I watched The Nature of Things tonight about allergies and some theories about why children are developing food allergies more frequently these days. One hypothesis holds that being overly fussy about bacteria and germs when kids are small weakens their immune systems, and that exposure to allergens at a young age can decrease allergies later.
I don't know the ins and outs of the science, but I do know what I've observed myself. Kids who grow up outdoors, on farms, with soil and animals and fresh air and germs, seem to be hearty and fresh-skinned, physically strong and a healthier weight. (They also seem to be more cheerful and fearless.) Is it the fresh air? The exposure to the bacteria in the environment? The exercise? The decreased amount of sitting-in-a-dark-basement-with-video-games? Probably a combination of all those.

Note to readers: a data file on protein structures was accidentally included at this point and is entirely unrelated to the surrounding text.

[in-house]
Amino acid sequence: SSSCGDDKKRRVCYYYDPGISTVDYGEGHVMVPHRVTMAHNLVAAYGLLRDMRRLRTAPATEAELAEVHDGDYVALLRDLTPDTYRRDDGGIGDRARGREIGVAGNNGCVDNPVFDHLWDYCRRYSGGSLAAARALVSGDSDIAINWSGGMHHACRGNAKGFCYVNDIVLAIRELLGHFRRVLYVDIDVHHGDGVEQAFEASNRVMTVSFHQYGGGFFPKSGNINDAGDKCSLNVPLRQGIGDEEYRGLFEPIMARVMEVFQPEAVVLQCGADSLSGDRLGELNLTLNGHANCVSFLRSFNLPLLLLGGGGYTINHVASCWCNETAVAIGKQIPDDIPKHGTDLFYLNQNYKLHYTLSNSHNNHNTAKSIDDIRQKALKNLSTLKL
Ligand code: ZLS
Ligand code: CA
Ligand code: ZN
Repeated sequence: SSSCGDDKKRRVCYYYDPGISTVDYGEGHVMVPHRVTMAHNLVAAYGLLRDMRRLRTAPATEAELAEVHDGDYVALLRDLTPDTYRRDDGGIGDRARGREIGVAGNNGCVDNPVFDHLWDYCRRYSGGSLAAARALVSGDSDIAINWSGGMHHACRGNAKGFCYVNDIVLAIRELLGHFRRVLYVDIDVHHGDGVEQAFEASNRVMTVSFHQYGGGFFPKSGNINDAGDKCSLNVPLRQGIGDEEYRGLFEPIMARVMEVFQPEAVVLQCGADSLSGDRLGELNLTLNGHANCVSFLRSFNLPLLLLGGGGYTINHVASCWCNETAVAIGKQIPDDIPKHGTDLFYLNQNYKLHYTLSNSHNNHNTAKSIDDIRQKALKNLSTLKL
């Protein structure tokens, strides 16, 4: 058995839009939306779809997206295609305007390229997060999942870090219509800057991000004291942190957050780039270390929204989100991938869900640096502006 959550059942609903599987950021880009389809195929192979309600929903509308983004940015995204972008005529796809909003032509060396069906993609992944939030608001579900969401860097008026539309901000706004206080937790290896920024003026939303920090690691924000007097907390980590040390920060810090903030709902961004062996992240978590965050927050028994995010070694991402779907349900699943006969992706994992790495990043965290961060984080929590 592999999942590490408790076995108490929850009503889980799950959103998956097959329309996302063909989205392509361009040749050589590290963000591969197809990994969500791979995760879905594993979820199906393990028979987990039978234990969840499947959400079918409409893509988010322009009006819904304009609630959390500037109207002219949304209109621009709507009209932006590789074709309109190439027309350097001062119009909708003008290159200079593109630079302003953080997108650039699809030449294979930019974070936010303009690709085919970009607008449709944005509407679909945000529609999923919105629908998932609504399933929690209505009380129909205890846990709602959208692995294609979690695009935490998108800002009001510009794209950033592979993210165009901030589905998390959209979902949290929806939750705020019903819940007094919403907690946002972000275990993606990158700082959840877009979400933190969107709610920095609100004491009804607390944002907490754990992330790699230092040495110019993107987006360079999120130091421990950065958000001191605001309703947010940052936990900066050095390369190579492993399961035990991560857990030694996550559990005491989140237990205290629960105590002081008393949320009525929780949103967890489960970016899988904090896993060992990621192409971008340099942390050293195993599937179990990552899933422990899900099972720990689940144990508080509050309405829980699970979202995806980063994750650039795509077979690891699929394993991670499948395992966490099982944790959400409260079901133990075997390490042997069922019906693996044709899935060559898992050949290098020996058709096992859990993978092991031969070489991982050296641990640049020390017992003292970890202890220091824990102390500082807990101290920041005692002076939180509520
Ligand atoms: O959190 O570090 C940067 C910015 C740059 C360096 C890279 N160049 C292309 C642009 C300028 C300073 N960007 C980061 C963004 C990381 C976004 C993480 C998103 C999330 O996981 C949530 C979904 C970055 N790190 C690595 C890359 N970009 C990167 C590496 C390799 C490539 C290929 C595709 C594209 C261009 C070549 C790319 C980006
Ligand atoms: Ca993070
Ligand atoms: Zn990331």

With my first child, I was hyper vigilant about germs. If he dropped a pacifier or toy, I washed it before giving it back to him. I sterilized baby bottles and boiled water. With my second son, if he dropped his pacifier on the floor, I wiped it on my shirt before I gave it back. My third son kept swiping the dog's rawhide chew sticks to teethe on, until I finally bought him his own.
Son number one has several allergies and food sensitivities. Son number three is almost always healthy.
Not a scientific study, but interesting nonetheless!